REYNOLDSBURG, Ohio — The state’s Joint Committee on Agency Rule Review advanced additional standards on livestock care during a hearing held July 11.
The rule package originally included standards for veal, dairy, beef, swine, layers, poultry, sheep, goats, llamas, alpacas and equine — approved in April by the Ohio Livestock Care Standards Board.
But the layer hen standards, and the veal standards, have both been temporarily pulled from consideration. Members of the layer subcommittee wanted the layer standards removed, to re-evaluate the definition of “existing farms” and any exemptions such farms should receive.
Veal standards were ultimately pulled, after a Burbank, Ohio, veal farmer and some of the JCARR members raised questions about how the proposed standards might affect the state’s veal industry, and welfare of veal calves.
“Everything was approved that was submitted,” said Andy Ware, communications director for the Ohio Department of Agriculture. “There were a number of questions about the veal standards and in response to that, the department pulled those rules for now.”
The farmer who challenged the new rules, Bob Cochrell, also is a member of the veal subcommittee. In written and oral comments, he suggested the new veal rules would be “unreasonable” or “unlawful,” violating three of the four requirements JCARR must consider when deciding if a new rule is acceptable.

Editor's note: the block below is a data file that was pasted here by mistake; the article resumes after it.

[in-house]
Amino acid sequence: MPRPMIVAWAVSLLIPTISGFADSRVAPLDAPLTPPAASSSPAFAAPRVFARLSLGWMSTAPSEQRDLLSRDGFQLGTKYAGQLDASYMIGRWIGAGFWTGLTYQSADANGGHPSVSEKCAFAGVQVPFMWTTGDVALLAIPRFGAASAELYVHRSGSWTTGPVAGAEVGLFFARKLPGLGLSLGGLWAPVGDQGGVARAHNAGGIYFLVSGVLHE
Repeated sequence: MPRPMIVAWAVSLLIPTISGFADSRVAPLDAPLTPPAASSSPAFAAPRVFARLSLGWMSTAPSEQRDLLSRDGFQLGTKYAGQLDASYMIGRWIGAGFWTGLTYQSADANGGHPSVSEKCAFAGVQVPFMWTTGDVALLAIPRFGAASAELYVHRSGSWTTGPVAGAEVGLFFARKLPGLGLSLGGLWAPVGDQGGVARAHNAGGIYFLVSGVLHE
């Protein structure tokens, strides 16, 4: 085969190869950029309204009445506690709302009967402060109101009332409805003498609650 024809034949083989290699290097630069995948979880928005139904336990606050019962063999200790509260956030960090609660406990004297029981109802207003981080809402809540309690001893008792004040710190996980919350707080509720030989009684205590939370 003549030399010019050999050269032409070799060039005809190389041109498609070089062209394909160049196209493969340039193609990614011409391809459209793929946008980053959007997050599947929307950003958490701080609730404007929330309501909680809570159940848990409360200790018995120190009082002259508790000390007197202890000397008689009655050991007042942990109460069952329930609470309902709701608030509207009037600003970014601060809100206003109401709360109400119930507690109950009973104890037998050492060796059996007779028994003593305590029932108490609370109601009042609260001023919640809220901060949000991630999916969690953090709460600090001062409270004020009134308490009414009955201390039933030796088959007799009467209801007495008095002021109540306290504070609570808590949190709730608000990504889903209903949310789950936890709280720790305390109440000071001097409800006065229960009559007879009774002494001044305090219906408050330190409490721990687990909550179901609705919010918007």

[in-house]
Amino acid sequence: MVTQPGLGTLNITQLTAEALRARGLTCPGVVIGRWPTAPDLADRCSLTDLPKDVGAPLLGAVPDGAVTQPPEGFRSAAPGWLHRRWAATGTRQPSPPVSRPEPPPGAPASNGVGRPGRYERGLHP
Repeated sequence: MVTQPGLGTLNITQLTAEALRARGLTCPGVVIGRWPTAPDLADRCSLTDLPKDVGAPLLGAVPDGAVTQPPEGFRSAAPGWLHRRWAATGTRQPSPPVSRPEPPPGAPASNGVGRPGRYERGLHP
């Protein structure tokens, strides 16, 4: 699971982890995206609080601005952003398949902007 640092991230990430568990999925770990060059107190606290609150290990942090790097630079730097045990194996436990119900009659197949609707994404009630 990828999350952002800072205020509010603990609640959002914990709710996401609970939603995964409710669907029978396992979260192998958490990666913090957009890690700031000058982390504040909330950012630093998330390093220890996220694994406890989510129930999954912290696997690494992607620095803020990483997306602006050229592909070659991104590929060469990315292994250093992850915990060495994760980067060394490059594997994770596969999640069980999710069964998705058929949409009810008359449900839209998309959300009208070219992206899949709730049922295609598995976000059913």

Cochrell provided a lengthy and detailed explanation of the charges, basically centered on concerns he has that the current rules were made to satisfy animal rights interests, and not the interest of the veal calves, or the 30-plus farmers who said they’ll cease to raise veal if the new rules become law.
Cochrell claims some details of the standards, like deadlines to transition to group housing, were set to satisfy “the agreement” made in June 2010 with the Humane Society of the United States and Ohio’s commodity groups. The Ohio Veal Association was not included when the agreement was made.
“It is my contention that the OLCSB has been dramatically influenced during their deliberations by outside, special interest groups that came to a closed door ‘agreement’ on June 30, 2010,” he told JCARR.
He cites as proof, a care board meeting held in November, when the veal subcommittee presented its recommendations on veal treatment, while at the same time, department of agriculture staff presented an “alternate” set of recommendations, that, according to Cochrell, “mirrors that of the special interest group’s ‘agreement.'”
Cochrell and his supporters on the veal subcommittee argue an “arbitrary” transition to group housing will be worse for the calves, and their bottom lines as independent veal producers.
But the veal subcommittee chairman, Gaylord Barkman, supports group housing as a viable option and has told the care board, group housing has proven successful for his company — Buckeye Veal Services.
Ware said the questions will be reviewed and the department will provide “a more thorough briefing” on the veal standards. The board intends to re-submit the veal standards to JCARR at the July 19 board meeting, he said.